December 27, 1941 ~ January 14, 2022
Gusztavo was a loving husband, father, grandfather, brother, and friend who passed away peacefully at Our Lady of Lake on Saturday January 14, 2022 at the age of 80. He was a resident of Denham Springs, LA.
Visitation will be at Seale Funeral Home in Denham Springs on January 23, 2022 from 12pm-2pm. Gusztavo is survived by his wife of 54 years, Ana Portillo Vallo; son, Gustav I. Vallo and wife, Mariela; daughters Muriel Thibodeaux and husband, Douglas and Carolina Michel and husband, Lind. He is also survived by grandchildren, Gustav A. Vallo, Charles Nickolas Thibodeaux, and Alyssa Michel; and his brother, Jenő Cserjési of Budapest, Hungary. He was preceded in death by his parents, Ilona Burics and Gustav S. Vallo.
Gusztavo was born in Budapest, Hungary at the time of WWII, just 20 days after the attack on Pearl Harbor, on December 27th, 1941. Gusztavo’ family raised him during the times of German, and later Russian, occupation of their war-torn country.
Imagine a time of war is going on and you’re a child living in basements, sometimes starving, and hiding because buildings are being bombed and blowing up around you. The Vallo family left the big city of Budapest and lived in a smaller city away from the major fighting. Gusztavo’s father fled from his country to avoid being drafted into Hitler’s army and to avoid persecution. His mother had to raise Gusztavo by herself. At the age of 14, Gusztavo and other refugees crossed the mined borders of Hungary into Austria. His aunt enrolled him into school to learn Russian and German. Later, with just the clothes he had on his back and a suitcase, Gusztavo boarded a plane along with other refugees to fly to Paraguay, South America for a new life. While there he had to learn Spanish to communicate with people around him. He worked doing many different jobs, including being a truck driver in the deserts of South America. Later he was drafted into the Paraguay police force. The sister of one of his buddies caught his eye and he boldly told her, “One day I will marry you”. This young woman would one day become his wife and the mother of his children. But as a foreigner from another country, Gusztavo the gringo, felt limited as to what better jobs and life he could make for himself and Ana. Meanwhile, Gusztavo learned that his father relocated to Baton Rouge, Louisiana.
Gusztavo moved to Baton Rouge in March of 1967. Gusztavo attended LSU to learn English and attended trade school to become a master electrician. On April 29, 1967, he married Ana by proxy so she could travel to the United States.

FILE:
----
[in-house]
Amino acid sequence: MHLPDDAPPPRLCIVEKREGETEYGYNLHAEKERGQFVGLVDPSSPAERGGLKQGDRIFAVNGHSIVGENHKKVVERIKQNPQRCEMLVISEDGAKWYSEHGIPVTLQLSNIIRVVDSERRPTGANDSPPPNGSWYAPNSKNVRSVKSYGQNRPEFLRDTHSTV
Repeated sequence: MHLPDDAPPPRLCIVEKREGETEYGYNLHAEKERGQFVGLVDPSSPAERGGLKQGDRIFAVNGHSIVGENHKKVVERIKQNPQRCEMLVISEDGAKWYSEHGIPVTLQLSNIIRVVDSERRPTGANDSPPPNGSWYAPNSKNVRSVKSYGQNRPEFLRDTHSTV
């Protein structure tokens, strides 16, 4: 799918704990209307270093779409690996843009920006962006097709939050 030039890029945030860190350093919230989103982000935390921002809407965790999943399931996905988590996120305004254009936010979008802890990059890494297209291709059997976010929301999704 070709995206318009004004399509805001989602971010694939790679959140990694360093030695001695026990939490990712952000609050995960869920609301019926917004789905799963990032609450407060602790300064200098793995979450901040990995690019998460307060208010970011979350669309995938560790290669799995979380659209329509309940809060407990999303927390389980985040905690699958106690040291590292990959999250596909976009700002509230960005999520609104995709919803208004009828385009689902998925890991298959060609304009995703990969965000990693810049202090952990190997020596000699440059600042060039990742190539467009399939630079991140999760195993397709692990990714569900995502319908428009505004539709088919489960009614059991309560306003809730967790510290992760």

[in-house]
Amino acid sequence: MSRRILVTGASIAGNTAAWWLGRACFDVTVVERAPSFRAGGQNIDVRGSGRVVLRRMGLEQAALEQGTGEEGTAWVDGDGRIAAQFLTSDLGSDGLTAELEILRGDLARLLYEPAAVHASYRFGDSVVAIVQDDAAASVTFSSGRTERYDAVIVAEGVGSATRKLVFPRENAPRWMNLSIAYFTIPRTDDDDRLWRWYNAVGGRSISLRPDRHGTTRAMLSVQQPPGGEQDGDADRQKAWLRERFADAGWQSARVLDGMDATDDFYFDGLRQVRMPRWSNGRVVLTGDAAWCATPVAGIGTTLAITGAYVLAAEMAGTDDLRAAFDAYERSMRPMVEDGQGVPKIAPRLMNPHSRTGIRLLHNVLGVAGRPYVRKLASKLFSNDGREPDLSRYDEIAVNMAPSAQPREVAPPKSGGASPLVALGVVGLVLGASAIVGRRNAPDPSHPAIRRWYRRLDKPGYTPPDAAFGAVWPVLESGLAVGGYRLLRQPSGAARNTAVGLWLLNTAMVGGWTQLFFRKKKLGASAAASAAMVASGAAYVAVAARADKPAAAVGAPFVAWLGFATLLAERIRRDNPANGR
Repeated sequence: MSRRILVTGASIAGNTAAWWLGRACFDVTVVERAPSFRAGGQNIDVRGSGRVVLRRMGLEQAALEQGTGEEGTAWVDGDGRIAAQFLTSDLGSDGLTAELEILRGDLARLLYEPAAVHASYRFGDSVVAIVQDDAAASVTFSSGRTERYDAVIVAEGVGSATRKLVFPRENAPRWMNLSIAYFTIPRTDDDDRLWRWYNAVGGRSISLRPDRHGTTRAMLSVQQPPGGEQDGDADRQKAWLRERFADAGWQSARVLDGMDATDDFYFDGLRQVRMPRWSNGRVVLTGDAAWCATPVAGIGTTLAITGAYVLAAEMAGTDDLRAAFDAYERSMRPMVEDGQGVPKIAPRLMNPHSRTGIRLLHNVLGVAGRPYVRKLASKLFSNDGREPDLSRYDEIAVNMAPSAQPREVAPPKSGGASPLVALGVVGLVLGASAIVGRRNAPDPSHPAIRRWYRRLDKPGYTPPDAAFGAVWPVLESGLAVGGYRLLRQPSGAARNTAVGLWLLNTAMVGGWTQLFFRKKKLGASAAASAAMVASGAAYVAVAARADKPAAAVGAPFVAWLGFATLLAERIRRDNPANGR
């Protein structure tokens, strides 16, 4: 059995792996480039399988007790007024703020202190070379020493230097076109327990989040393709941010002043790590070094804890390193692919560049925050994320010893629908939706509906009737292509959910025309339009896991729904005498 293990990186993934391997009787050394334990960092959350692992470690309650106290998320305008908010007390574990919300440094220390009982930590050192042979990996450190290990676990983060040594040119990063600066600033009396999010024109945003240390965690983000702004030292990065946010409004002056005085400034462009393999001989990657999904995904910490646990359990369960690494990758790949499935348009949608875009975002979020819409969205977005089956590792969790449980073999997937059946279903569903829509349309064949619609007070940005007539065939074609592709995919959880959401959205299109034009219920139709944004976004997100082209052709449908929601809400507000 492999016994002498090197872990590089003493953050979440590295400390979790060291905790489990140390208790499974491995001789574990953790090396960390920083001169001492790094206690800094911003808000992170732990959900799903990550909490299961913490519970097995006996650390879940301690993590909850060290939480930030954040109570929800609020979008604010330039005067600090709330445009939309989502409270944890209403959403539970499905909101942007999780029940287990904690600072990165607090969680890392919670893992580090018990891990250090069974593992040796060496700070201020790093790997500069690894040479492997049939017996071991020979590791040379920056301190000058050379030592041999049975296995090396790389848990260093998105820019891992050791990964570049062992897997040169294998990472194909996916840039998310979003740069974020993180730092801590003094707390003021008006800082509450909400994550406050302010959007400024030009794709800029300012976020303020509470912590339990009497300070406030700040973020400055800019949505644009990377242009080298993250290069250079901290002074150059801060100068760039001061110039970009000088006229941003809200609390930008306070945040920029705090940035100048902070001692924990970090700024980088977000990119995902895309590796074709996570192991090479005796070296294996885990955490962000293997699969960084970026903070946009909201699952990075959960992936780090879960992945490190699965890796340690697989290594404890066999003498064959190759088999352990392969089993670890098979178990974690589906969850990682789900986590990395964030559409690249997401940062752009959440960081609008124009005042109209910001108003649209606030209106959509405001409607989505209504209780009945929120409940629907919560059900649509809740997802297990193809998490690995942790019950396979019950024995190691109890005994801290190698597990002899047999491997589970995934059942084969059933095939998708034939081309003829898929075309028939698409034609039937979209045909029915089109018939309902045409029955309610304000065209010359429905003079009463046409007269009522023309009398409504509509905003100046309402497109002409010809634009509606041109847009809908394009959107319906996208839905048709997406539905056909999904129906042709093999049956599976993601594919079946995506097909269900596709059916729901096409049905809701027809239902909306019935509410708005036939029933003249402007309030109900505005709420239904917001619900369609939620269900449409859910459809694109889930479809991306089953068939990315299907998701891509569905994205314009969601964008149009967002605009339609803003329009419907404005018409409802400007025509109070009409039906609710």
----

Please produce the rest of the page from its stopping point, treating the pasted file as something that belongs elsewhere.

Gusztavo met a fellow Hungarian by the name of Jozsef “Joe” Horvath, who gave him his first job in Baton Rouge as a mechanic at a gas station off Highland Road. Later he worked as an aircraft mechanic, sold Snap-On, and became a maintenance supervisor at a motor rewind shop. Mrs. Ana came up to Louisiana during that time and they were married in a religious ceremony on June 23, 1967. Gusztavo moved Ana and their children, Muriel, Gus and Carolina, to Denham Springs where he bought 10 acres of land in 1977.
Gusztavo started an electrical repair company called Vallo Tools and Equipment. He worked out of his truck and could fix anything with a wire, from welding machines, asphalt pavers, overhead cranes, printing presses to jail cell door controls! Gusztavo would convert and upgrade test tube electronics over to IC circuit boards. He worked in industry settings, machine shops, plants, sugar cane plantations, tugboats, and in government buildings. And he would take his 3 kids along with him. This way he could spend individual time with his children because he was always working.
Muriel, Gus, and Carolina were exposed to all kinds of things as kids through Gus’ work. Because of his thick Hungarian accent, people would have a hard time understanding him. His young kids translated for him and would tell a supervisor or manager- “you’re operating your machine wrong and that’s why it’s breaking down”, “Do it like this, run it like this” or “your printing press is out of timing”. Gus’ kids remember telling these people that their dad was smarter than them and they should listen to what he said because they’d save money. Gus would tell them how to run their business and how to be better at it.
If anyone came to his home and saw “accumulated junk” and wondered why he collected all that he did, it’s because he came from nothing and he earned everything he had over his lifetime. He learned the value of having to work to get something, whether it was having something to eat or a roof over his head. Gusztavo knew hard work would make anything possible. I guess when you learn at an early age that starving really sucks, you learn to do what it takes to keep your belly full. And that’s why Gusztavo loved to eat!
Gusztavo “Big Gus” Karoly Vallo had quite a journey, struggles and accomplishments throughout his life! He will be missed by his loving family and friends.
In lieu of flowers, donations may be made to the St. Elizabeth Foundation, 8054 Summa Ave., Suite A, Baton Rouge, LA 70809.